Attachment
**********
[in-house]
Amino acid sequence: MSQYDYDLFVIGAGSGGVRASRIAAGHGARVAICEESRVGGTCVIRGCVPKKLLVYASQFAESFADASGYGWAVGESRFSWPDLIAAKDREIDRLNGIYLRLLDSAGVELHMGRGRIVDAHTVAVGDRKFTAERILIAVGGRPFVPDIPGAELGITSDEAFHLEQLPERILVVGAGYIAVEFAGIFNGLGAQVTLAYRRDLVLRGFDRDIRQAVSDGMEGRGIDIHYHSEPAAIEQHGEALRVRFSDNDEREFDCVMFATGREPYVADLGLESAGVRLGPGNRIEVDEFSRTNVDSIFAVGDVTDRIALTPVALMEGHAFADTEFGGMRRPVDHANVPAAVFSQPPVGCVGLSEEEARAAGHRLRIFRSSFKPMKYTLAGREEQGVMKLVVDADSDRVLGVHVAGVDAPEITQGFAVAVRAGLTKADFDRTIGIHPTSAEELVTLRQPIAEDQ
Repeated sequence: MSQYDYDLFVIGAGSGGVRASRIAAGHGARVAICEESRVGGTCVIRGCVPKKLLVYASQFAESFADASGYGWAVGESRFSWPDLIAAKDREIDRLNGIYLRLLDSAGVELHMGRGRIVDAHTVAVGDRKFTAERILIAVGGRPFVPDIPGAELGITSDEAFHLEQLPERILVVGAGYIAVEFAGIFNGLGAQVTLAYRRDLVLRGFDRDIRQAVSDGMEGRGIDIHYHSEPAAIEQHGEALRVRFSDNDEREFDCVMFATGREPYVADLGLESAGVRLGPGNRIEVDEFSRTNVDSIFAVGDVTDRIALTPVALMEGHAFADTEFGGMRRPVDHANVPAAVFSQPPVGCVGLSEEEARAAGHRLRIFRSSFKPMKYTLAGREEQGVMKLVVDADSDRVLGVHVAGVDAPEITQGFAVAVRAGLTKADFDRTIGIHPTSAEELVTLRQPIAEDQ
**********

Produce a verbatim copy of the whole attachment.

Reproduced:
[in-house]
Amino acid sequence: MSQYDYDLFVIGAGSGGVRASRIAAGHGARVAICEESRVGGTCVIRGCVPKKLLVYASQFAESFADASGYGWAVGESRFSWPDLIAAKDREIDRLNGIYLRLLDSAGVELHMGRGRIVDAHTVAVGDRKFTAERILIAVGGRPFVPDIPGAELGITSDEAFHLEQLPERILVVGAGYIAVEFAGIFNGLGAQVTLAYRRDLVLRGFDRDIRQAVSDGMEGRGIDIHYHSEPAAIEQHGEALRVRFSDNDEREFDCVMFATGREPYVADLGLESAGVRLGPGNRIEVDEFSRTNVDSIFAVGDVTDRIALTPVALMEGHAFADTEFGGMRRPVDHANVPAAVFSQPPVGCVGLSEEEARAAGHRLRIFRSSFKPMKYTLAGREEQGVMKLVVDADSDRVLGVHVAGVDAPEITQGFAVAVRAGLTKADFDRTIGIHPTSAEELVTLRQPIAEDQ
Repeated sequence: MSQYDYDLFVIGAGSGGVRASRIAAGHGARVAICEESRVGGTCVIRGCVPKKLLVYASQFAESFADASGYGWAVGESRFSWPDLIAAKDREIDRLNGIYLRLLDSAGVELHMGRGRIVDAHTVAVGDRKFTAERILIAVGGRPFVPDIPGAELGITSDEAFHLEQLPERILVVGAGYIAVEFAGIFNGLGAQVTLAYRRDLVLRGFDRDIRQAVSDGMEGRGIDIHYHSEPAAIEQHGEALRVRFSDNDEREFDCVMFATGREPYVADLGLESAGVRLGPGNRIEVDEFSRTNVDSIFAVGDVTDRIALTPVALMEGHAFADTEFGGMRRPVDHANVPAAVFSQPPVGCVGLSEEEARAAGHRLRIFRSSFKPMKYTLAGREEQGVMKLVVDADSDRVLGVHVAGVDAPEITQGFAVAVRAGLTKADFDRTIGIHPTSAEELVTLRQPIAEDQ